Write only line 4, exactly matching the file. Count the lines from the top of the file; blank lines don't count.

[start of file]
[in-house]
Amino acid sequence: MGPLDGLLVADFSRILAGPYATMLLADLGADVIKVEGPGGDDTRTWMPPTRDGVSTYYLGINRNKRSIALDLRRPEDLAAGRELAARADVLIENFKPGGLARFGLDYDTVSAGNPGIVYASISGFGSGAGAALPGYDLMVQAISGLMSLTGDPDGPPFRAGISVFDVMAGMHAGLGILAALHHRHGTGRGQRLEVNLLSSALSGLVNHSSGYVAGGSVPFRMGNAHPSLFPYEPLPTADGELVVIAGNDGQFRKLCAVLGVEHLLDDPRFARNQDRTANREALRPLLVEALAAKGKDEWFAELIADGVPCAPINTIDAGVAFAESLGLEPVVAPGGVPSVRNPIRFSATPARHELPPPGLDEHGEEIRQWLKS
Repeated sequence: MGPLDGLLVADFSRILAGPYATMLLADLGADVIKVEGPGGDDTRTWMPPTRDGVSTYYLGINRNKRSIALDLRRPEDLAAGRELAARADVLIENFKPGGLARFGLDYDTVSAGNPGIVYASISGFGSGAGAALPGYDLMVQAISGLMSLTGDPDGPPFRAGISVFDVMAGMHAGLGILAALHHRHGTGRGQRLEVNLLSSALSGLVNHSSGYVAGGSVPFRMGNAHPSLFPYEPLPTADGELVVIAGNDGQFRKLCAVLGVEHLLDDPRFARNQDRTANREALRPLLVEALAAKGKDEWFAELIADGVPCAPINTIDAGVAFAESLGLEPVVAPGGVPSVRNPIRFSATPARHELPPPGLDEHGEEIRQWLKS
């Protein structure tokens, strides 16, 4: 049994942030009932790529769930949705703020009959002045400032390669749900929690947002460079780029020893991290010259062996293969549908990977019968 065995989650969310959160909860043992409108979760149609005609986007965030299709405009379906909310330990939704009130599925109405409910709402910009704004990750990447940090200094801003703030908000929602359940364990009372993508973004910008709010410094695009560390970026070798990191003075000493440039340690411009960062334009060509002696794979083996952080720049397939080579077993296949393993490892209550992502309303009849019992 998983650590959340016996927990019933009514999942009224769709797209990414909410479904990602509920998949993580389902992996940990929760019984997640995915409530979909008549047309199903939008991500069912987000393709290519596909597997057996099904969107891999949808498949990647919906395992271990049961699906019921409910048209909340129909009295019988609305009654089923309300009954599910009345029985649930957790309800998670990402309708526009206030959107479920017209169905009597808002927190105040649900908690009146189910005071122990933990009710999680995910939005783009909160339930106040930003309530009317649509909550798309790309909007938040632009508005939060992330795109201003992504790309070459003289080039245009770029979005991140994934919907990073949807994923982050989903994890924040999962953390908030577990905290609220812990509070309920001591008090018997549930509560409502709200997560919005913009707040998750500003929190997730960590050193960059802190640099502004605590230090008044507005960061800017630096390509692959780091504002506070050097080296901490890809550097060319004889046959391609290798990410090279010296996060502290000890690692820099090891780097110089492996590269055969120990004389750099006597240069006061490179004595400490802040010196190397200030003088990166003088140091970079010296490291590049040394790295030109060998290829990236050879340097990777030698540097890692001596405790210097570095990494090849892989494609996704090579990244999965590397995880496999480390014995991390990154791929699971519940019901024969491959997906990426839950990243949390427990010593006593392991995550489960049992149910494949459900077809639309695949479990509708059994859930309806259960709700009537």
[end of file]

């Protein structure tokens, strides 16, 4: 049994942030009932790529769930949705703020009959002045400032390669749900929690947002460079780029020893991290010259062996293969549908990977019968 065995989650969310959160909860043992409108979760149609005609986007965030299709405009379906909310330990939704009130599925109405409910709402910009704004990750990447940090200094801003703030908000929602359940364990009372993508973004910008709010410094695009560390970026070798990191003075000493440039340690411009960062334009060509002696794979083996952080720049397939080579077993296949393993490892209550992502309303009849019992 998983650590959340016996927990019933009514999942009224769709797209990414909410479904990602509920998949993580389902992996940990929760019984997640995915409530979909008549047309199903939008991500069912987000393709290519596909597997057996099904969107891999949808498949990647919906395992271990049961699906019921409910048209909340129909009295019988609305009654089923309300009954599910009345029985649930957790309800998670990402309708526009206030959107479920017209169905009597808002927190105040649900908690009146189910005071122990933990009710999680995910939005783009909160339930106040930003309530009317649509909550798309790309909007938040632009508005939060992330795109201003992504790309070459003289080039245009770029979005991140994934919907990073949807994923982050989903994890924040999962953390908030577990905290609220812990509070309920001591008090018997549930509560409502709200997560919005913009707040998750500003929190997730960590050193960059802190640099502004605590230090008044507005960061800017630096390509692959780091504002506070050097080296901490890809550097060319004889046959391609290798990410090279010296996060502290000890690692820099090891780097110089492996590269055969120990004389750099006597240069006061490179004595400490802040010196190397200030003088990166003088140091970079010296490291590049040394790295030109060998290829990236050879340097990777030698540097890692001596405790210097570095990494090849892989494609996704090579990244999965590397995880496999480390014995991390990154791929699971519940019901024969491959997906990426839950990243949390427990010593006593392991995550489960049992149910494949459900077809639309695949479990509708059994859930309806259960709700009537």